Investors pursuing a solid, dependable stock investment can often be led to salesforcecom inc (NYSE:CRM), a large-cap worth US$98.95b. Doing business globally, large caps tend to have diversified revenue streams and attractive capital returns, making them desirable investments for risk-averse portfolios. But, the key to extending previous success is in the health of the company’s financials. This article will examine salesforce.com’s financial liquidity and debt levels to get an idea of whether the company can deal with cyclical downturns and maintain funds to accommodate strategic spending for future growth. Note that this commentary is very high-level and solely focused on financial health, so I suggest you dig deeper yourself into CRM here. See our latest analysis for salesforce.com
How does CRM’s operating cash flow stack up against its debt?
CRM has shrunken its total debt levels in the last twelve months, from US$2.79b to US$2.23b , which is made up of current and long term debt. With this debt payback, the current cash and short-term investment levels stands at US$4.52b for investing into the business. On top of this, CRM has produced US$2.74b in operating cash flow over the same time period, leading to an operating cash to total debt ratio of 122.61%, signalling that CRM’s debt is appropriately covered by operating cash. This ratio can also be interpreted as a measure of efficiency as an alternative to return on assets. In CRM’s case, it is able to generate 1.23x cash from its debt capital.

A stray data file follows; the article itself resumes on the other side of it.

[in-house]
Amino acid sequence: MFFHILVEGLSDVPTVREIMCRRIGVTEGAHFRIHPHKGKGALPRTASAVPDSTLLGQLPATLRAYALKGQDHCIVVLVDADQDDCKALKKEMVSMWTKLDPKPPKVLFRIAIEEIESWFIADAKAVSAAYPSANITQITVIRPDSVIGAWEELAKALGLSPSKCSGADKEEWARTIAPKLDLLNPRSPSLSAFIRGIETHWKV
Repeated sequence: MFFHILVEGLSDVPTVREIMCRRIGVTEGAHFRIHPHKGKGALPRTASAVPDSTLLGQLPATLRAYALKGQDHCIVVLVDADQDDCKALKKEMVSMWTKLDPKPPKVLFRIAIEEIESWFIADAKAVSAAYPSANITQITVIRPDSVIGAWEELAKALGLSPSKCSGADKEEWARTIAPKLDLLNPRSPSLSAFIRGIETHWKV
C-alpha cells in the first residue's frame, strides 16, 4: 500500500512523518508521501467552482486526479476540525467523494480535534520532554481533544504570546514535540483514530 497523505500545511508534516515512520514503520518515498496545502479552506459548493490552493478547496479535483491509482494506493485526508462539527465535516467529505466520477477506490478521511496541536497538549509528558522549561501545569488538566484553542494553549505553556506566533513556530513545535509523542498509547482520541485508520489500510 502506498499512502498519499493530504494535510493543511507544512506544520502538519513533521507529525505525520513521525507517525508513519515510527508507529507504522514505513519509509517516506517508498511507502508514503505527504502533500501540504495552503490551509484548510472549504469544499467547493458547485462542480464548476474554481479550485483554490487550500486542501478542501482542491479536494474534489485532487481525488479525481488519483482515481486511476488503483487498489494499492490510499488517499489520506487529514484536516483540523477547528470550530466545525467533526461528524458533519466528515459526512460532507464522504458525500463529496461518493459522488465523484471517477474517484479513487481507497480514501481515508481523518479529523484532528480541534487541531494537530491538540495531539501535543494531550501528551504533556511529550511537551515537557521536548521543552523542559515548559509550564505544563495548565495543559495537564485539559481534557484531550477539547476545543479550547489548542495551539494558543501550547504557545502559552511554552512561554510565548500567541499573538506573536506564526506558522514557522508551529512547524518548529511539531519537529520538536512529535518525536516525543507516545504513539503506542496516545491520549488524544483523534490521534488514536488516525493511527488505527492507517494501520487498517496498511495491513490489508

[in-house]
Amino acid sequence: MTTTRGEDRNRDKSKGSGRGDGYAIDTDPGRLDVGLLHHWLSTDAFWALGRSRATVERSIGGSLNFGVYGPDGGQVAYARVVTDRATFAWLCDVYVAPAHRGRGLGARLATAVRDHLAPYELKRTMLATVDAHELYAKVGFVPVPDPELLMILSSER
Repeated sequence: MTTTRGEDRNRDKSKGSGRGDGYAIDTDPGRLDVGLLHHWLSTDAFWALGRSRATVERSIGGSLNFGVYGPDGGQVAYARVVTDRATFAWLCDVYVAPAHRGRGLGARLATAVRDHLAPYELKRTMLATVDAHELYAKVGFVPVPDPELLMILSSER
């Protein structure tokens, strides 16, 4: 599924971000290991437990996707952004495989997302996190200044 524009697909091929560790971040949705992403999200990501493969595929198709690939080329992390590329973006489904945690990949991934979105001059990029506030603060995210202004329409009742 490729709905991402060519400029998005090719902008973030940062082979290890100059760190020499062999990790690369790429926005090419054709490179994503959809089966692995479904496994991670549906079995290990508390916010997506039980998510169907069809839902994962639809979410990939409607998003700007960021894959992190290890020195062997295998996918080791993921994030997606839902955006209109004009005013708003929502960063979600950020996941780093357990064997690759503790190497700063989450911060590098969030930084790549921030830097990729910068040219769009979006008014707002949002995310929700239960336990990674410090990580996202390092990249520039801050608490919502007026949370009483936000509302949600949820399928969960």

Can CRM meet its short-term obligations with the cash in hand?
Looking at CRM’s most recent US$10.13b liabilities, it seems that the business has not maintained a sufficient level of current assets to meet its obligations, with the current ratio last standing at 0.92x, which is below the prudent industry ratio of 3x.
Is CRM’s debt level acceptable?
With a debt-to-equity ratio of 36.06%, CRM’s debt level may be seen as prudent. This range is considered safe as CRM is not taking on too much debt obligation, which can be restrictive and risky for equity-holders. We can test if CRM’s debt levels are sustainable by measuring interest payments against earnings of a company. Net interest should be covered by earnings before interest and tax (EBIT) by at least three times to be safe. In CRM’s case, the ratio of 8.21x suggests that interest is appropriately covered. High interest coverage serves as an indication of the safety of a company, which highlights why many large organisations like CRM are considered a risk-averse investment.
CRM has demonstrated its ability to generate sufficient levels of cash flow, while its debt hovers at an appropriate level. However, its low liquidity raises concerns over whether current asset management practices are properly implemented for the large-cap. This is only a rough assessment of financial health, and I’m sure CRM has company-specific issues impacting its capital structure decisions. I recommend you continue to research salesforce.com to get a more holistic view of the stock by looking at:
- Future Outlook: What are well-informed industry analysts predicting for CRM’s future growth? Take a look at our free research report of analyst consensus for CRM’s outlook.
- Valuation: What is CRM worth today? Is the stock undervalued, even when its growth outlook is factored into its intrinsic value? The intrinsic value infographic in our free research report helps visualize whether CRM is currently mispriced by the market.
- Other High-Performing Stocks: Are there other stocks that provide better prospects with proven track records? Explore our free list of these great stocks here.